Prince guarded J.J. Hickson. After the whole Michael Curry small ball experiments with Prince at the four, I think we all remember that Prince is not exactly comfortable at that position. But against Cleveland, he did a nice job on Hickson, who was a non-factor in his 16 minutes.

Kuester unleashed Stuckey a bit. Kuester, it’s obvious by now, is a half-court coach. He seems much more comfortable with Prince running the offense. Stuckey is an open-court player. He’s spent three years in Detroit stating his preference to play faster and, in general, the few times he’s been given the chance to play faster, he’s had good games. Kuester deserves some credit for not reigning Stuckey in and not giving too much of the offensive responsibilities to Prince even though Prince has excelled in that role the last few games. The Pistons shouldn’t be a running team. But with athletes like Stuckey, they should pick spots to play at a faster tempo. It resulted in Stuckey setting up good shots for many players, particularly Hamilton and Villanueva.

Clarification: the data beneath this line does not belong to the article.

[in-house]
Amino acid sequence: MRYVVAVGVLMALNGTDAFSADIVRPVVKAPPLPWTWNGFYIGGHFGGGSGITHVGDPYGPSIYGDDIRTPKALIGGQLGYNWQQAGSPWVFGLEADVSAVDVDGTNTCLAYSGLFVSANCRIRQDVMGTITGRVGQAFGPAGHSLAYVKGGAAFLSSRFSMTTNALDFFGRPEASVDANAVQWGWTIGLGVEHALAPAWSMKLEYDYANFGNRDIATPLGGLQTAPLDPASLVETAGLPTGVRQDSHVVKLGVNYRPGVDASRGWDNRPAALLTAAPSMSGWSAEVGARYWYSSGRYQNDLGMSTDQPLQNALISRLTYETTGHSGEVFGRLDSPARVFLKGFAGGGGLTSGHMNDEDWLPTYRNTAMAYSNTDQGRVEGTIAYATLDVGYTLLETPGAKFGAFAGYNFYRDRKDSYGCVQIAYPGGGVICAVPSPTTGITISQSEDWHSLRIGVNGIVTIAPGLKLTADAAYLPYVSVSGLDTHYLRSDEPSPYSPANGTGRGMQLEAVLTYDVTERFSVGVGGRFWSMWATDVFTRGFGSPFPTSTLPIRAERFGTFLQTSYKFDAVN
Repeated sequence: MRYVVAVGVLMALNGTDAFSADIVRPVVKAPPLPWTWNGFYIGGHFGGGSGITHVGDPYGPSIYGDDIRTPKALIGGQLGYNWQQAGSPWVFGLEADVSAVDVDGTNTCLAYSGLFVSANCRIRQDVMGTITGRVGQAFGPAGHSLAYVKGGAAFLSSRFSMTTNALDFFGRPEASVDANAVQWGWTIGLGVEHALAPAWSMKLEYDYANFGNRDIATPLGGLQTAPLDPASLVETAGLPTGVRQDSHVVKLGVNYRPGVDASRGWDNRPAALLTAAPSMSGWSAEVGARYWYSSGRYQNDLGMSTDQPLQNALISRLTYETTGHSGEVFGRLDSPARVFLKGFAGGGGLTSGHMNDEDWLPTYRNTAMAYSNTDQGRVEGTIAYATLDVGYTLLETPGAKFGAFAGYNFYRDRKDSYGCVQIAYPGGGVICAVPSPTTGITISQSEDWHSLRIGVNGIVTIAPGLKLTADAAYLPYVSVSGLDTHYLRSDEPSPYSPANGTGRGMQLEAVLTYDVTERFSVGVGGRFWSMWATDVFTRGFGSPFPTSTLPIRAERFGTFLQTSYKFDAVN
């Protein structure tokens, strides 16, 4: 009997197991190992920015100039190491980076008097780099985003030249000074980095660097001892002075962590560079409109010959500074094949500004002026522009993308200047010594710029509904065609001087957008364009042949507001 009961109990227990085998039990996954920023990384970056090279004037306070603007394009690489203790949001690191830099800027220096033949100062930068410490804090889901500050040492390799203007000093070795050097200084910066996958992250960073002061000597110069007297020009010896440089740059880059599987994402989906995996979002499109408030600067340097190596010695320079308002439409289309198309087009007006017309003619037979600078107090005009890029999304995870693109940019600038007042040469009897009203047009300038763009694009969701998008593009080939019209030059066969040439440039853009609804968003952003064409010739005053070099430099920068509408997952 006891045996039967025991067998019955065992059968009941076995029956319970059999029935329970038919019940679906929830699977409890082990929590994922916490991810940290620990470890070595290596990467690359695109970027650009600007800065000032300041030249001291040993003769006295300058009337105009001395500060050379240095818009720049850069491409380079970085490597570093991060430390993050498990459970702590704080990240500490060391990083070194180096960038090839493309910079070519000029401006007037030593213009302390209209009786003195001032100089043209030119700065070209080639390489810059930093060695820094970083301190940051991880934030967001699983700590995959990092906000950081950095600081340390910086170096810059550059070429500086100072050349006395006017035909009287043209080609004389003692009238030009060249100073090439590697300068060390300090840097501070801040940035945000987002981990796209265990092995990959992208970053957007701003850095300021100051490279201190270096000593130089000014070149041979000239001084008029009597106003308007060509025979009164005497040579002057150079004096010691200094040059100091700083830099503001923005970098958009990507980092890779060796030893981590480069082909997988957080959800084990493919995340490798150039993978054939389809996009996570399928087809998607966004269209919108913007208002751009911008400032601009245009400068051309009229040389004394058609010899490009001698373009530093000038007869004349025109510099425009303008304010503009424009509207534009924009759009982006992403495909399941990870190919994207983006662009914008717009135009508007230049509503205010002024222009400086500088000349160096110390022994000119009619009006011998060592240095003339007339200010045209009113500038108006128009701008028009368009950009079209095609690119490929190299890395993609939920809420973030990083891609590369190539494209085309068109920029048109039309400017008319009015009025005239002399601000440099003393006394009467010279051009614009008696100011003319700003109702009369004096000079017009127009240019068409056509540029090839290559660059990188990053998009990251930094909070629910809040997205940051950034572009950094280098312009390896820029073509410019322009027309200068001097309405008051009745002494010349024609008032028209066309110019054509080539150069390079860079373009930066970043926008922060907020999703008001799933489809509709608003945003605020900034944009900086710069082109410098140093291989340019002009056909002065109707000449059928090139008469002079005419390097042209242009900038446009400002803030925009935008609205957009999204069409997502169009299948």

Hopefully, this week is a sign that Kuester is growing more comfortable with this quirky roster and figuring out some ways to take advantage of the matchup problems the Pistons can create.

Ben Wallace was Ben Wallace

I don’t spend much time writing about Wallace anymore because, frankly, he’s just so consistently good that I don’t think it needs pointing out. But he, along with Hamilton and Prince, was part of the “retro” performance I alluded to in the headline. Wallace had 9 rebounds, 5 assists, 3 blocks and a steal. He was an imposing presence inside and a huge reason Cleveland’s guards shot poorly. They may have been getting penetration, but Wallace blocked or altered several shots in his 24 minutes and he continued to show that he’s a great high-post passer and someone the Pistons can comfortably take advantage of on offense.